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A modest plan to kick-start development around Santa Rosa's downtown train station got kicked to the curb Tuesday by the City Council.

The council rejected by a 4-3 vote a developer's bid to build 93 units of affordable senior housing instead of a more ambitious plan he says no longer makes financial sense in the current economy.

The narrow vote pitted council members who wanted to see something move forward on the Railroad Square site against those who worried the scaled-back plan wasn't being true to the city's long-range vision for the downtown property.

"I just can't shake the feeling that we're grasping at straws to try to make something happen under the feeling that something is better than nothing," Mayor Scott Bartley said.

San Francisco developer John Stewart had once proposed a huge transit-oriented, mixed-use development project called New Railroad Square on seven vacant acres west of the future Santa Rosa SMART station.

The $182 million project was to include a food-and-wine center like those in the Ferry Building in San Francisco and the Oxbow Public Market in Napa, as well as 279 apartments aimed at attracting people to live near a downtown train station.

The stagnant economy stalled that plan, but Stewart sought to salvage a piece of it and preserve $4.3 million in state grant funds by building 93 units of senior housing on a site known as the Cannery. He viewed the $27 million project as easier to finance and something that would serve as a catalyst for other development in the area.

Three council members urged their colleagues to allow the change.

Jake Ours warned that if the council rejected the project, the city probably wouldn't see anything built on the property for at least a decade.

"This can be a good project, and it can be something that helps ignite the whole area," Ours said.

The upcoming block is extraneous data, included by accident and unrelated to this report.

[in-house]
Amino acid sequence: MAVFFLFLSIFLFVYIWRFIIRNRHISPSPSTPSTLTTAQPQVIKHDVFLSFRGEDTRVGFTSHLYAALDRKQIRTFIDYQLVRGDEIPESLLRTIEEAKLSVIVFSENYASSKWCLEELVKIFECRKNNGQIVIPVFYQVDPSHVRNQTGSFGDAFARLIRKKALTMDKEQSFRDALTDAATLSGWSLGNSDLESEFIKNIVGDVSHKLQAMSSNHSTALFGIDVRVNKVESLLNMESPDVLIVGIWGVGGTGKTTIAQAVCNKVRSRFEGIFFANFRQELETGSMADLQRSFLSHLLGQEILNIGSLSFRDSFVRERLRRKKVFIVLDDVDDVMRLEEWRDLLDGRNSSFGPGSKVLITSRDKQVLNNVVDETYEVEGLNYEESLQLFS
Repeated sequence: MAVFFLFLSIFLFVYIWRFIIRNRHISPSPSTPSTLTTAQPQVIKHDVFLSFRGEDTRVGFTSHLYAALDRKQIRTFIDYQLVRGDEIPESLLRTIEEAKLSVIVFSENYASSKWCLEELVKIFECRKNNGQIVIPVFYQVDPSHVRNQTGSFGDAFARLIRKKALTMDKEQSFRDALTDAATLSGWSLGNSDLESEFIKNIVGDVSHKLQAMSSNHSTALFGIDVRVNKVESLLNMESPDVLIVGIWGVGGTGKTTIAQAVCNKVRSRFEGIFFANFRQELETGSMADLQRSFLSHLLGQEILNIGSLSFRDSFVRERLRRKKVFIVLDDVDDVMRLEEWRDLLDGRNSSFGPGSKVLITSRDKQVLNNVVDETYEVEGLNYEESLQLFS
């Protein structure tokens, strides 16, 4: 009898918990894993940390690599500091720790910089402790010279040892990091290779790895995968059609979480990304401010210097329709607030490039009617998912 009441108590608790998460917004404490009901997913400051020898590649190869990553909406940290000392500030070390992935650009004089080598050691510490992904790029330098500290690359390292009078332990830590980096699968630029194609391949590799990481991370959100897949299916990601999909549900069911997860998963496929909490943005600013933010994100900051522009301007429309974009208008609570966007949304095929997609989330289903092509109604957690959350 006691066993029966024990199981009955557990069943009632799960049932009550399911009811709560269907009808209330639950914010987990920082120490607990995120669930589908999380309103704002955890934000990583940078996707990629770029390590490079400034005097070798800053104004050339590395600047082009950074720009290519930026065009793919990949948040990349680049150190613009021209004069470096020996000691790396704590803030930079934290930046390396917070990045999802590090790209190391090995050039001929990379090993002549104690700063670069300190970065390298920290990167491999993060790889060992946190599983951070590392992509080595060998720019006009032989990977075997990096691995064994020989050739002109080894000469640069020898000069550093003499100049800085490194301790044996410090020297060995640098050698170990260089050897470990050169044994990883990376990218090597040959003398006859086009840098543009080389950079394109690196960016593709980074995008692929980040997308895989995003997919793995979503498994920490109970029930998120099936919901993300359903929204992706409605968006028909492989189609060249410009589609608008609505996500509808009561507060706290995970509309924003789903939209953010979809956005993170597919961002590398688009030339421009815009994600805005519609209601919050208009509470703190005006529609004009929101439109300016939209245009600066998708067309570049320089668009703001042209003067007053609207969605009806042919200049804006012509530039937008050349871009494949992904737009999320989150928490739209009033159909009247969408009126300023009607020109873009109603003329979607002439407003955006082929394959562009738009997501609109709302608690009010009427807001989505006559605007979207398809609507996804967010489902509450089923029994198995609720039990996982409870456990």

Councilman Ernesto Olivares and Gary Wysocky also supported the change.

But housing advocate David Grabill questioned the appropriateness of the site for senior housing, noting that there would be few services for them nearby. He said he sympathized with Stewart's position, but he said it was inappropriate for tax dollars intended for the entire site to be used just for the scaled-back project.

"This is going to have a huge impact on the future of Santa Rosa, on the train and the whole region, so let's do it right, please," Grabill said.

Bartley and three other council members agreed it was more important to do it right than do it now.

"I'd hate to make a short-term decision that could have long-term impacts," Bartley said.

He cited several senior housing complexes that he said haven't exactly ignited lively development around them.

Julie Combs expressed concern that the project was limited to seniors and not low-income housing for families. She also noted that the creekside Cannery parcel was beautiful, wondering if approving only it would be "taking the plum out of the site" and making future development there harder.

Vice Mayor Erin Carlstrom said continuing to support such a limited project "feels very much to me like a bailout, and I think the public is rightly tired of bailing out private interests."

Councilwoman Robin Swinth was the swing vote on the issue, and at first seemed to leaning in favor of approving the change. She initially voted in favor of it, then apologized, said she had made a mistake and switched her vote.